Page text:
6. 6. Lyon DR, Ogloff JR. Legal and ethical issues in psychopathy assessment. In: Gacono CB, editor. The Clinical and Forensic Assessment of Psychopathy: A Practitioner's Guide. Mahwah, New Jersey: Lawrence Erlbaum Associates Publishers; 2000. p. 139-174
  7. 7. Babiak P, Hare RD. Snakes in Suits: When Psychopaths Go to Work. Chicago: Harper Business; 2006
  8. 8. Strange S. Casino Capitalism. Manchester: Manchester University Press; 1997
  9. 9. McCann L, Morris J, Hassard J. Normalized intensity: The new labour process of middle management. Journal of Management Studies. 2008;45(2):343-371
  10. 10. Boddy CRP, Miles D, Sanyal C, Hartog M. Extreme managers, extreme workplaces: Capitalism, organizations and corporate psychopaths. Organization. 2015;22(4):530-551
  11. 11. Konrath SH, O’Brien HO, Hsing C. Changes in dispositional empathy in american college students over time: A meta-analysis. Personality and Social Psychology Review. 2010;20:1-19
  12. 12. Boddy CRP. The corporate psychopaths theory of the global financial crisis. Journal of Business Ethics. 2011;102(2):255-259
  13. 13. EU-OSHA European Agency for Safety and Health at Work [Internet]. 2014. Available from:; or
  14. 14. Cohan WD. This Is how Wall Street Psychopaths Caused the Financial Crisis. [Internet]. 2012. Available from:
  15. 15. Spencer GL, Wargo DT. Malevolent Employees and their Effect on the Ethical Culture of Business Organizations [Internet]. 2010. Available from[Accessed: 2011-12-4]
  16. 16. Ray JJ, Ray JAB. Some apparent advantages of subclinical psychopathy. Journal of Social Psychology. 1982;117:135-142
  17. 17. Chiaburu DS, Munoz GJ, Gardner RG. How to spot a careerist early on: Psychopathy and exchange ideology as predictors of careerism. Journal of Business Ethics. 2013;118:473-486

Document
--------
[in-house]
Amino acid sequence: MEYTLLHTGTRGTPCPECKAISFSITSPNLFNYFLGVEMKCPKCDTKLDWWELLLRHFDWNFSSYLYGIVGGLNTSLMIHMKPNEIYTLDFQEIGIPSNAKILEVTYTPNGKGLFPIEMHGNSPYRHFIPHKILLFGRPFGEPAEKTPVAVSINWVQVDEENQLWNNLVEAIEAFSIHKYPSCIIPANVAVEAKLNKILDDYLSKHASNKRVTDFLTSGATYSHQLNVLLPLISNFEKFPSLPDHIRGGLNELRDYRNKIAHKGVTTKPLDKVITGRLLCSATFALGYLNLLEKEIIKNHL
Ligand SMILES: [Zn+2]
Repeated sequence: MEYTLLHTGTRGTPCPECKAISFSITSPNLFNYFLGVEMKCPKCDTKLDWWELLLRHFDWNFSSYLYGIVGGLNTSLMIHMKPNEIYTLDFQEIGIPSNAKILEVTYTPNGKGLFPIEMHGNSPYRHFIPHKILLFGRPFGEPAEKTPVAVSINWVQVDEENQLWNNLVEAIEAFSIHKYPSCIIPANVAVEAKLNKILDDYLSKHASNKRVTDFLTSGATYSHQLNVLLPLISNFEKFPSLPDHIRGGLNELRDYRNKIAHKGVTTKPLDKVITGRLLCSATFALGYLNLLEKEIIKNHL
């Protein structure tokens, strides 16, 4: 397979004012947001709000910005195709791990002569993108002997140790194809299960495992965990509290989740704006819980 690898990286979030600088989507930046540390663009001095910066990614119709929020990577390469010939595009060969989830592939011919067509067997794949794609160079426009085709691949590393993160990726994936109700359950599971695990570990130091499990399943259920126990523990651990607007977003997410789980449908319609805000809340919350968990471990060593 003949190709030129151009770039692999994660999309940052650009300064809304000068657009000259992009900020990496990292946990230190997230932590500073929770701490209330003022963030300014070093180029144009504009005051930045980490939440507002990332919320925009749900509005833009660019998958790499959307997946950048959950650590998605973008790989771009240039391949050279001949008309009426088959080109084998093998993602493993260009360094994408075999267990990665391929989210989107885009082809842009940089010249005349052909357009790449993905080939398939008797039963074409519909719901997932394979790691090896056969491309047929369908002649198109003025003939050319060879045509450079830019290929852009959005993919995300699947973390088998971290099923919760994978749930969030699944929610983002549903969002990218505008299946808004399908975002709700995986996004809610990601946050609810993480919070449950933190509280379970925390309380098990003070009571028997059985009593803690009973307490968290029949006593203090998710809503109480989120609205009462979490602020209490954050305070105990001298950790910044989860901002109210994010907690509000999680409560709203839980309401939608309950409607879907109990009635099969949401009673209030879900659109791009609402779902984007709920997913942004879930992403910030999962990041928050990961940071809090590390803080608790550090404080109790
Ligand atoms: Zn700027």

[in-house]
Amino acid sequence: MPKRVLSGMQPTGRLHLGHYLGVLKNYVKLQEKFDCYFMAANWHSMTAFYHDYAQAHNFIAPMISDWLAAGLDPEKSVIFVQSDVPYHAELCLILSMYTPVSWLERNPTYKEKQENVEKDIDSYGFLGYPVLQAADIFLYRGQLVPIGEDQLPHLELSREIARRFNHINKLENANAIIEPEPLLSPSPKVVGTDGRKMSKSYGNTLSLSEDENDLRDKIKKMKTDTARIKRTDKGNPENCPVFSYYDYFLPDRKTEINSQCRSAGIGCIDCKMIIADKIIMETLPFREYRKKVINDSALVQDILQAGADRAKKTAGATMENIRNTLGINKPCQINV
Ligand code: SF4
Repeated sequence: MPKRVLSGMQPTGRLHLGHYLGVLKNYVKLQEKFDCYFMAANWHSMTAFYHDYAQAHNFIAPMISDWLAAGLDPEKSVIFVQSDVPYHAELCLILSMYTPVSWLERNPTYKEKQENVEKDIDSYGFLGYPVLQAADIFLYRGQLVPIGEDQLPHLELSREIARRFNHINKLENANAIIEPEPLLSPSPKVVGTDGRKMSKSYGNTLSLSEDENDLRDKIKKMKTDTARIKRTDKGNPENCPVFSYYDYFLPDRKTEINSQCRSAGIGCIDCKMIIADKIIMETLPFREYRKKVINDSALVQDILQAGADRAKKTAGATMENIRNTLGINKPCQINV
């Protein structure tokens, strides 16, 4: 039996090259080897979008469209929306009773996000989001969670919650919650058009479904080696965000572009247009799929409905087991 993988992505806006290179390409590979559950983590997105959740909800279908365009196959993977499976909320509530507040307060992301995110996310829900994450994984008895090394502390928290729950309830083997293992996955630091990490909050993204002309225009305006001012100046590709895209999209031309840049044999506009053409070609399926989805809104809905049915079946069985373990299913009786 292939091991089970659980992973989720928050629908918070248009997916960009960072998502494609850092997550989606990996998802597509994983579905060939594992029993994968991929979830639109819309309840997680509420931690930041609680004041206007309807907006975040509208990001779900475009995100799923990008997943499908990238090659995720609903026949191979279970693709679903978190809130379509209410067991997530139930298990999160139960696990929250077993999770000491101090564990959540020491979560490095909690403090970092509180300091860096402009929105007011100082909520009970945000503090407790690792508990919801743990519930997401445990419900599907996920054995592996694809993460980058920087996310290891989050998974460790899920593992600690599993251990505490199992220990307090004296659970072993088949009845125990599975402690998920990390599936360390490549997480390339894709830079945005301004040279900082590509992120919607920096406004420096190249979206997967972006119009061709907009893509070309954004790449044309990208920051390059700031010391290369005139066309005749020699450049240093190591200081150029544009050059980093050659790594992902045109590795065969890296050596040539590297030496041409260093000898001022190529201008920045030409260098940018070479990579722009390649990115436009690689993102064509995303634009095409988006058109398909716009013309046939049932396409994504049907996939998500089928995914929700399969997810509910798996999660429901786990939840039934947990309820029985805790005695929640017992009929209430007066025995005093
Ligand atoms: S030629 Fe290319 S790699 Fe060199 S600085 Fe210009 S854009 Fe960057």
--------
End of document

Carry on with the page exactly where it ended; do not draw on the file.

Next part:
18. 18. Babiak P. When psychopaths go to work: A case study of an industrial psychopath. Applied Psychology. An International Review. 1995;44(2):171-188
  19. 19. Babiak P, O’Toole ME. The corporate psychopath. FBI Law Enforcement Bulletin. 2012;81(11):7-11
  20. 20. Boddy CRP. The dark side of management decisions: Organisational psychopaths. Management Decision. 2006;44(9-10):1461-1475
  21. 21. Morse G. Executive psychopaths. Harvard Business Review. 2004;82:20-22
  22. 22. Pech RJ, Slade BW. Organisational sociopaths: Rarely challenged, often promoted. Why? Society and Business Review. 2007;2:254-269
  23. 23. McWilliams N. Psychoanalytic Diagnosis, Second Edition: Understanding Personality Structure in the Clinical Process. United States: Guilford Press; 2011
  24. 24. Crawford A. The Pros to Being a Psychopath. [Internet]. 2013. Available from
  25. 25. Lilienfeld SO, Waldman ID, Landfield K. Fearless dominance and the US presidency: Implications of psychopathic personality traits for successful and unsuccessful political leadership. Journal of Personality and Social Psychology. 2012;(3):489-505
  26. 26. Boddy CRP, Galvin PG, Ladyshewsky R. Leaders without ethics in global business: Corporate psychopaths. Journal of Public Affairs. 2010;10(3):121-138
  27. 27. Friedman M. The social responsibility of business is to increase its profits. New York Times. 13 September 1970;32-33
  28. 28. Babiak P, Neumann CS, Hare RD. Corporate psychopathy: Talking the walk. Behavioral Sciences & the Law. 2010;28:174-193